President's Central America speech: a political dud?

By , Staff correspondent of The Christian Science Monitor

The wisdom of President Reagan's address to Congress on Central America - as political strategy and as a way of influencing legislative action - was quickly called into question here.

Mr. Reagan risked a rebuff from Congress that would underscore the recent pattern of weakening presidential clout on Capitol Hill, worried Republicans said.

He risked accelerating the pace of confrontation between the two parties.Judging by Democratic reaction to the President's speech, the 1984 election is already fast becoming the driving force in Washington deliberations.

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He risked focusing on a region considered peripheral to most Americans' interests, as opposed to a political strategy of recouping support among blue-collar, Hispanic, and women voters, to whom the United States economy remains paramount, GOP strategists said.

In his speech to Congress Wednesday night, Reagan sought to allay fears that a buildup of military and economic aid for Central America could be a prelude to a subtle Vietnam-style escalation that could eventually draw in American troops.

He tried to rally Congress and the public to a heightened sense of urgency about the region. ''The national security of all the Americas is at stake in Central America,'' he said. ''If we cannot defend ourselves there, we cannot expect to prevail elsewhere. Our credibility would collapse, our alliances would crumble, and the safety of our homeland would be put at jeopardy.''

But there was little evidence anyone in Congress was persuaded to change his view on Central America. And only time will tell whether Americans generally were roused to give the region higher priority. Recent surveys found that only 1 in 10 Americans favor increased military aid to El Salvador and only 1 in 5 approve greater economic aid.

''Frankly, he did not say anything new,'' said Rep. Robert Garcia (D) of New York, chairman of the House Hispanic Caucus. ''He's really only talking about $ 30 million more in aid.'' The balance of power in Washington has swung to those who would prefer negotiation to increased military involvement, Mr. Garcia said. ''The problem in Central America is when you go from an oligarchy to a democracy , it's going to take time. It's going to be a long, drawn-out process.''

This was a tepid response compared with the official Democratic rebuttal from Sen. Christopher Dodd of Connecticut. He called Reagan's Central American policy ''a formula for failure.''

As presidential strategy, Reagan's Central America speech is part of a series of White House initiatives designed to put the President ''out front.'' The first phase was his spate of speeches and initiatives on arms control. This week , Central America was the focus. At the end of May, Mr. Reagan will host the Williamsburg, Va., summit meeting of leading Western economic powers.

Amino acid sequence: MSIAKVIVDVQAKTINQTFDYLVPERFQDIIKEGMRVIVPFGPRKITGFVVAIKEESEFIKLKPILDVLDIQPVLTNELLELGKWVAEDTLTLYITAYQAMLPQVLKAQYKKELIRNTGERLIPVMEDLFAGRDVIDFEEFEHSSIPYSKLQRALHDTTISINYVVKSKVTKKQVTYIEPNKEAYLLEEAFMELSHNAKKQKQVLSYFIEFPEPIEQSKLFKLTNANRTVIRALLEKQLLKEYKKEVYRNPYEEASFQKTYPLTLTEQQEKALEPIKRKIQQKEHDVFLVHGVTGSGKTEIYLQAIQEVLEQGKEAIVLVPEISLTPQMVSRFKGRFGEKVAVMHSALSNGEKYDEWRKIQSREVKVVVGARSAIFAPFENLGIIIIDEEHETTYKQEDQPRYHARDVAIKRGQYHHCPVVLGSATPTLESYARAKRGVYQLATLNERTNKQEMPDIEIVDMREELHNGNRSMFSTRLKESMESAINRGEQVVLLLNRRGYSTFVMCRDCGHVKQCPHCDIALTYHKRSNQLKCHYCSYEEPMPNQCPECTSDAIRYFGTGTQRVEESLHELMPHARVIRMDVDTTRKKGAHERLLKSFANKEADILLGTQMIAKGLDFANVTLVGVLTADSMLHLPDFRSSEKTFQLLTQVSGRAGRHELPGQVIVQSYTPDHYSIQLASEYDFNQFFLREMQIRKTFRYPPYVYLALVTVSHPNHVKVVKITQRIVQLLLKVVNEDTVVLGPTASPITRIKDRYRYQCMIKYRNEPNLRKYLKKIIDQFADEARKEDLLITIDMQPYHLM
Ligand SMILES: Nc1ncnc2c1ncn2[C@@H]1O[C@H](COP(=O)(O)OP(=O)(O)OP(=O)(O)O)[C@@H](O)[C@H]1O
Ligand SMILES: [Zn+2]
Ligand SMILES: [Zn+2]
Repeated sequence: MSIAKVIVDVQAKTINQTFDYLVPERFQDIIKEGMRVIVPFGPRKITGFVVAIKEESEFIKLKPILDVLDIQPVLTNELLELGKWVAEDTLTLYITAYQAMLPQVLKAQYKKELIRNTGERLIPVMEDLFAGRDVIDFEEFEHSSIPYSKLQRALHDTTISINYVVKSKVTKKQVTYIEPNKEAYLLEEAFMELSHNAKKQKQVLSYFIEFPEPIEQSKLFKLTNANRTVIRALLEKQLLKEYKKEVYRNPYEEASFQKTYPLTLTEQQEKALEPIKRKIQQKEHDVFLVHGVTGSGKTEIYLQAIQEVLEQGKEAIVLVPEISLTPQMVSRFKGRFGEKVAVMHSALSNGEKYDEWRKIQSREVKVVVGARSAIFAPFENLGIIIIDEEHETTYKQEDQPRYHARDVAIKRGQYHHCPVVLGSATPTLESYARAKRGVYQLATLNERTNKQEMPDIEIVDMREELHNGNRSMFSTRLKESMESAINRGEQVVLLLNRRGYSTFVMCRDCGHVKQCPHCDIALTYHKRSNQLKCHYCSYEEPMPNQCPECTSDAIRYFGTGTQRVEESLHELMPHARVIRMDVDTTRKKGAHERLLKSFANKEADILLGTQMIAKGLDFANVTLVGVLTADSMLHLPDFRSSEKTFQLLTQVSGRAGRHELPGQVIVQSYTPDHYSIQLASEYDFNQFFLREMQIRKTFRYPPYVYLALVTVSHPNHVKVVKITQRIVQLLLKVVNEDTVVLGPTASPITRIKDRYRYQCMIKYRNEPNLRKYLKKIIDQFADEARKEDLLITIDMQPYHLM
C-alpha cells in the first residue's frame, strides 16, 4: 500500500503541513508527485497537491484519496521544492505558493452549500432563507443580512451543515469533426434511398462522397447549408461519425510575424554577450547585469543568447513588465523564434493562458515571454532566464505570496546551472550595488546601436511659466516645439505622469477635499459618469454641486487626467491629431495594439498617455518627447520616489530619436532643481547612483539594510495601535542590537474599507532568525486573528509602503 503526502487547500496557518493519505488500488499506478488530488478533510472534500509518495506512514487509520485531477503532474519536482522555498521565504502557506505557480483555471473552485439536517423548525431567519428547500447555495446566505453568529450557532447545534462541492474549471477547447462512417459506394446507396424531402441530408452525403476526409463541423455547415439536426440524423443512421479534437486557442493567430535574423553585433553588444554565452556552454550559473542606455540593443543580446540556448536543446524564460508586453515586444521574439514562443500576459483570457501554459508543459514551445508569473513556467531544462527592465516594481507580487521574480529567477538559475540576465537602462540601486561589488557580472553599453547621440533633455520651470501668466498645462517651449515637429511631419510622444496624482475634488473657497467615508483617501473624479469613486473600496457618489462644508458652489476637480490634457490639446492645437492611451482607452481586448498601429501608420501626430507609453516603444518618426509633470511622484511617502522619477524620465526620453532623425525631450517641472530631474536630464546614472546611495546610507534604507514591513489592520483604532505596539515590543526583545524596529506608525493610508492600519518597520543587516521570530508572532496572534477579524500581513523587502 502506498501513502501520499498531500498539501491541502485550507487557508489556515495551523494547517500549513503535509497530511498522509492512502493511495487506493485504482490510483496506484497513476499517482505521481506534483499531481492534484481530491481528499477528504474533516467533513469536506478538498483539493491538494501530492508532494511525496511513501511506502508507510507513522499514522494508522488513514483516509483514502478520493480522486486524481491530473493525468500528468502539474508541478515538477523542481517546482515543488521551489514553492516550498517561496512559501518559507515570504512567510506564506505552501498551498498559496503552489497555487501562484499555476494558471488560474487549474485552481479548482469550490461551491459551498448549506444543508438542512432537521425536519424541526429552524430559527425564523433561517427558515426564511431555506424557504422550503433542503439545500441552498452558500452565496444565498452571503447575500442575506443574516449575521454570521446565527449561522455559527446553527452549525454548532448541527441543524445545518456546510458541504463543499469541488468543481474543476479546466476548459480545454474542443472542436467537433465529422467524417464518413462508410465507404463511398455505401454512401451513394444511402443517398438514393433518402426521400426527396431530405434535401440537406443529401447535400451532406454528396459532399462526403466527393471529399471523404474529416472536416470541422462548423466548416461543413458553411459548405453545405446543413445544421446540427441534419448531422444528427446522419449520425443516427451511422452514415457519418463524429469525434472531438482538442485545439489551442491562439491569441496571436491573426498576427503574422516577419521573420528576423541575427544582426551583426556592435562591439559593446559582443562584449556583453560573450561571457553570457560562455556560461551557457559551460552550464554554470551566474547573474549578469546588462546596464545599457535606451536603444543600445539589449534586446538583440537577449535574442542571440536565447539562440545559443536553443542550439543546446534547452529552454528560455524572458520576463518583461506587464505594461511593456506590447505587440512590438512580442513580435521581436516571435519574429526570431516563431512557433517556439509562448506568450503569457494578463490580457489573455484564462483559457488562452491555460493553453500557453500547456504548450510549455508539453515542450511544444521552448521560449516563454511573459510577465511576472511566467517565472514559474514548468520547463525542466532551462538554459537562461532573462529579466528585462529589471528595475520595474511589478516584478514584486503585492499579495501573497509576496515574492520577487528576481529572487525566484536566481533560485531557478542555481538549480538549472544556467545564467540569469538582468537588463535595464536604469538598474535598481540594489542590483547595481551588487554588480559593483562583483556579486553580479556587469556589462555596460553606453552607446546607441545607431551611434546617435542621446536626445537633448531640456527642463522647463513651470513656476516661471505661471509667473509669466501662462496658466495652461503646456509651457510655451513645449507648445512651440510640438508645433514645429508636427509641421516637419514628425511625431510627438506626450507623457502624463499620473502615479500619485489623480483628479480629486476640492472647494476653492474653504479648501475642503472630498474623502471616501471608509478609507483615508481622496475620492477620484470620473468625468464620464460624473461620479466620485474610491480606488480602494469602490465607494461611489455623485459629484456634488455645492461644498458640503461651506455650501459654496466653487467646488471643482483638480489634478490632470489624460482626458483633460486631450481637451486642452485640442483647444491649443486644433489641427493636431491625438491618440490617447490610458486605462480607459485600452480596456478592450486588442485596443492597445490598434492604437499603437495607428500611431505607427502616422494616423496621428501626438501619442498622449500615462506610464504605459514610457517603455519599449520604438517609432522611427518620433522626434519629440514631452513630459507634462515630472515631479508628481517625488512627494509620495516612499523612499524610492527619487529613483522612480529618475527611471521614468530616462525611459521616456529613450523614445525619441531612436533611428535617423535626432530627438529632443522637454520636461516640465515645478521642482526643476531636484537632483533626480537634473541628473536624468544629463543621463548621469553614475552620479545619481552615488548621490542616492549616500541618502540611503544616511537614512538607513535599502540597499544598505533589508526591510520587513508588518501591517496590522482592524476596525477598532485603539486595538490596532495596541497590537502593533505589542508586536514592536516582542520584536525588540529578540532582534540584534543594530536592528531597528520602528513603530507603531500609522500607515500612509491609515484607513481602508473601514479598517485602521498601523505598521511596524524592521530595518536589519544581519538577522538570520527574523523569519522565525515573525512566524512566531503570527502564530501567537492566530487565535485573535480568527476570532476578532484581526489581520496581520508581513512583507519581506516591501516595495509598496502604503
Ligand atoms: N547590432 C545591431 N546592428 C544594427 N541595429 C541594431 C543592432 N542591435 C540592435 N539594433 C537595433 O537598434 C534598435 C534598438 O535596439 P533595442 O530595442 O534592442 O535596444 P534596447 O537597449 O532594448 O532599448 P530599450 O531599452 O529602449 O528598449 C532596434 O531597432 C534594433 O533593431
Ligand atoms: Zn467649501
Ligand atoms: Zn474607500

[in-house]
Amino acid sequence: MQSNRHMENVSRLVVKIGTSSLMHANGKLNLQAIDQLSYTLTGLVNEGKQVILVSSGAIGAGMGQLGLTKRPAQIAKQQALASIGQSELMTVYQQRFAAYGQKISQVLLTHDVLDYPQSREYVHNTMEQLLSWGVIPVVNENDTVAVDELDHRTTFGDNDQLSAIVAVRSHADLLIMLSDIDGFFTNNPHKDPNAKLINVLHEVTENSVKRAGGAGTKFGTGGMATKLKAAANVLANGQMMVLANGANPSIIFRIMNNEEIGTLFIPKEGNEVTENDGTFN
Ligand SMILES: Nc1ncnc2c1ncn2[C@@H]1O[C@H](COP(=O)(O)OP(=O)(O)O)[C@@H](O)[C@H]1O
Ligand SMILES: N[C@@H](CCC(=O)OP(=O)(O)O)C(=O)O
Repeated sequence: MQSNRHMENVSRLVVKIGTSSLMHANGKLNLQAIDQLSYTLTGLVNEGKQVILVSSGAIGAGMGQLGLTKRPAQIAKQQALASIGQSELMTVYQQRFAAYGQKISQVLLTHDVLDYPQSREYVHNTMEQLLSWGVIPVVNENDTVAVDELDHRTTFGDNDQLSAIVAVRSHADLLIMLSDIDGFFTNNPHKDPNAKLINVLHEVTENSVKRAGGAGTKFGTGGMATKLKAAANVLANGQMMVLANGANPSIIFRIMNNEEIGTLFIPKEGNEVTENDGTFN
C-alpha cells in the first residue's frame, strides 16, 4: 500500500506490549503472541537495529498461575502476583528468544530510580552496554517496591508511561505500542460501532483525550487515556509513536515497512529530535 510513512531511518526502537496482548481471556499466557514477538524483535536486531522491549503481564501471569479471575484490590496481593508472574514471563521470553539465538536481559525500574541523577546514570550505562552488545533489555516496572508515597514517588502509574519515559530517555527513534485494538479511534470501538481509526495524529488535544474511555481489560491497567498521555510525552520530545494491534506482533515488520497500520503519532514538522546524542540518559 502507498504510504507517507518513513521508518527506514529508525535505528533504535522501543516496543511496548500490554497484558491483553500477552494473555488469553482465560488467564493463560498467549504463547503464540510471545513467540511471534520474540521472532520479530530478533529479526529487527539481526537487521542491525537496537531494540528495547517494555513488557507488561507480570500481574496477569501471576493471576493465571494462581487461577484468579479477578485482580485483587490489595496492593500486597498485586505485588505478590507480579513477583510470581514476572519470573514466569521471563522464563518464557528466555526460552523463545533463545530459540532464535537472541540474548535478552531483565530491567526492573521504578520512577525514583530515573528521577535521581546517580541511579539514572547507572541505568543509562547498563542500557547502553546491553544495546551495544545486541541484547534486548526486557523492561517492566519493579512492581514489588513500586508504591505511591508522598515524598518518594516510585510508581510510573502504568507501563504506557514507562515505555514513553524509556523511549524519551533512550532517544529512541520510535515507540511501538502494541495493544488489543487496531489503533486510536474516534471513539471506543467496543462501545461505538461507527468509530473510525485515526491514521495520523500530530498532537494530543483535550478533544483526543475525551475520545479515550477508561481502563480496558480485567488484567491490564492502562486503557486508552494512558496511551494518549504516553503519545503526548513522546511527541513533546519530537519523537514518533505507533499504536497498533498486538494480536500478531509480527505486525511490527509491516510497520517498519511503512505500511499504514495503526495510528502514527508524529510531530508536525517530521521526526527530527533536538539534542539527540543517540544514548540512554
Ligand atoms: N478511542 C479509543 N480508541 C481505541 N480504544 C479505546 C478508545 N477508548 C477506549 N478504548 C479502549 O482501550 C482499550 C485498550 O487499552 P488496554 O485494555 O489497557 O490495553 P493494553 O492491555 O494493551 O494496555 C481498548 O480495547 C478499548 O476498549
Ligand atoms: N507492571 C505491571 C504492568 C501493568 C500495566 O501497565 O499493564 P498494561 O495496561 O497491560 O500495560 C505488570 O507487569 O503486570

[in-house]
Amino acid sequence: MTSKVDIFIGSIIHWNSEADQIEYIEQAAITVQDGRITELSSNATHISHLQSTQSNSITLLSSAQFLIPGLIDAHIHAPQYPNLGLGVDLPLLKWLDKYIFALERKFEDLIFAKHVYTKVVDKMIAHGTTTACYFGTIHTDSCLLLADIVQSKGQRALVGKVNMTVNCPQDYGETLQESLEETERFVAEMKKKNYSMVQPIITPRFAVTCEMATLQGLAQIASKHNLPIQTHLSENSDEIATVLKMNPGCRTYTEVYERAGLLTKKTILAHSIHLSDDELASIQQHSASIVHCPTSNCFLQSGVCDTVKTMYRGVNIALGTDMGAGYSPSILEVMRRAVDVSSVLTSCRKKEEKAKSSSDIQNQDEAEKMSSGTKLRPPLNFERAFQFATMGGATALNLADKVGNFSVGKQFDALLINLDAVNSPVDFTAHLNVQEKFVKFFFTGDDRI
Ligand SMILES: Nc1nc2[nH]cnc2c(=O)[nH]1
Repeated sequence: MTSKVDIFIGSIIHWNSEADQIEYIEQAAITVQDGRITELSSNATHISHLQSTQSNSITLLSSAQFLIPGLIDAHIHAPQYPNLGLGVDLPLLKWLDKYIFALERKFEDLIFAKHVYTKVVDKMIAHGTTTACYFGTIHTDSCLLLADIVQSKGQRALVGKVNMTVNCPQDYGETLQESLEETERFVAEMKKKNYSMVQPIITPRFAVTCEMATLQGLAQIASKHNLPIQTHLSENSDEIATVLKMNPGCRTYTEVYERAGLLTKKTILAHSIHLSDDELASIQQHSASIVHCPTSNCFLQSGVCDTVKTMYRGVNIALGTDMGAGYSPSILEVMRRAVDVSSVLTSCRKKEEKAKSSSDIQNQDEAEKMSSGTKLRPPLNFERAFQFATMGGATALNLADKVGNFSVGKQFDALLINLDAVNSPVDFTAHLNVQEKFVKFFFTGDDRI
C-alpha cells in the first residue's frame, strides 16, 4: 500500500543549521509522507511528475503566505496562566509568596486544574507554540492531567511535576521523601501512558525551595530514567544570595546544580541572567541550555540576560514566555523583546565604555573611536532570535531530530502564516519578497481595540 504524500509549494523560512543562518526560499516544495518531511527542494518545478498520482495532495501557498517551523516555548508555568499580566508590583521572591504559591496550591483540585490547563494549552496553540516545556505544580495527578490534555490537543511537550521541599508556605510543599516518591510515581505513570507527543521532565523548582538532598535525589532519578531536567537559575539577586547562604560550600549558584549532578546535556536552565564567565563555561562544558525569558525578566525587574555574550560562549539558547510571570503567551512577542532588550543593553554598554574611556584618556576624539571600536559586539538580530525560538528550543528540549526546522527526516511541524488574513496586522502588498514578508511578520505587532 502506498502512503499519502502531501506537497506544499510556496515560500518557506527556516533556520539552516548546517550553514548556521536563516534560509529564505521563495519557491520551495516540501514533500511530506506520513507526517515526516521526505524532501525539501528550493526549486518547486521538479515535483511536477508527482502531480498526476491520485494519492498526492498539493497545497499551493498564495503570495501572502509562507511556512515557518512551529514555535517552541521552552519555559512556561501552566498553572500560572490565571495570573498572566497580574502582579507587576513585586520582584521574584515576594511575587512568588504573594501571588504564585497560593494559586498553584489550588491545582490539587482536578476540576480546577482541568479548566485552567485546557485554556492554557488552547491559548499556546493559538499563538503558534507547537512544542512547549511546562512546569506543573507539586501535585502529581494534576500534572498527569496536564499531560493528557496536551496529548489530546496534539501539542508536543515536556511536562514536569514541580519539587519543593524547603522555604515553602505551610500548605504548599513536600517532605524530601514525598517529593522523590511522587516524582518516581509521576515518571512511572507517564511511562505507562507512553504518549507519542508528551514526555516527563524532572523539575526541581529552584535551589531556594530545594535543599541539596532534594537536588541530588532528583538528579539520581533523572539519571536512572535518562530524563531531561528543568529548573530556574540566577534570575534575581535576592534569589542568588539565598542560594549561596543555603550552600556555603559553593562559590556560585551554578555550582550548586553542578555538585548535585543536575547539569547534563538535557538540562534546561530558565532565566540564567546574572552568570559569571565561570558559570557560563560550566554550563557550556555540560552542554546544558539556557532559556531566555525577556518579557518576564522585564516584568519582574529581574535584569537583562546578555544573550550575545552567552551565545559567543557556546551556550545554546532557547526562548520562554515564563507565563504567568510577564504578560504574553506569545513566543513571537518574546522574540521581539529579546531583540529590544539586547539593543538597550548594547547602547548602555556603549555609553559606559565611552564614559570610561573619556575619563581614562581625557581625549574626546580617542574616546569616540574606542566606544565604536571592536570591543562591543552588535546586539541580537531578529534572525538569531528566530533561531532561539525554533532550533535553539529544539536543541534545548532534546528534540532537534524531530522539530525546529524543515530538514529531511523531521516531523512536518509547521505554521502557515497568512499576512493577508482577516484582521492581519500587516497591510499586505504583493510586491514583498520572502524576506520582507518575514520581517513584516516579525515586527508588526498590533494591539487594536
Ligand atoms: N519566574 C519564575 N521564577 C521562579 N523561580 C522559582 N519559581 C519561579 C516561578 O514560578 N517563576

In all cases, Mr. Reagan's personal popularity and speaking skills are being exploited. He is also prominent at almost daily Rose Garden or Oval Office sessions - signing social-security legislation, recognizing victims of violent crime. The President is almost incessantly visible.

This visibility is taken by many observers as a sign he intends to run again. His approval rating with voters is rising somewhat as the economy improves, so he is personally the strongest card the administration has to play, they reason.

But others are beginning to think the heavy exposure and risk-taking could be a way to find out just how much clout the President has, to see how much can be done as quickly as possible, in case he decides not to compete again in 1984.

The Central American address to Congress is more consistent with a ''not-run strategy,'' one leading GOP presidential strategist says. ''We're into an exercise of probing what it would mean if you 'let Reagan be Reagan.' ''

There's another reason Reagan now has assumed the burden of publicly defending his programs, aides say. It's to show he's personally in charge of his administration, amid reports of conflicts between an old-guard California clique who favor hard-line, fundamentalist Reagan positions, and pragmatists on the White House staff who prefer risking less of the President's political capital.

''Our political task - if not our governing task - is to build some semblance of a coalition for 1984,'' says one Reagan political strategist. ''Central America is absolutely the wrong thing to emphasize with the public. People in this country could care less about Central America. A majority oppose the President's position. He courts political disaster in pursuing it.''

Blue-collar workers, Hispanics, and women should be the focus of White House policy if Reagan wants to run again, some backers say.

''The traditional women's issues are peace, fairness, and economic well-being ,'' a GOP strategist says. ''They are what separate Reagan from women more than his Equal Rights Amendment or pro-choice (abortion) stands.

''Reagan can't win in '84 if blue-collar voters are as solidly Democratic as they were in 1982. Reagan carried some 40 to 41 percent of blue-collar workers in 1980. We must get back to 30 to 35 percent.

''The Hispanic community in Chicago voted for Washington, a black, despite the interests of the black and Hispanic community being far apart. It was an anti-Republican vote. We need to get back 20 to 25 percent of the Hispanic vote, which was where we were back in 1980.''

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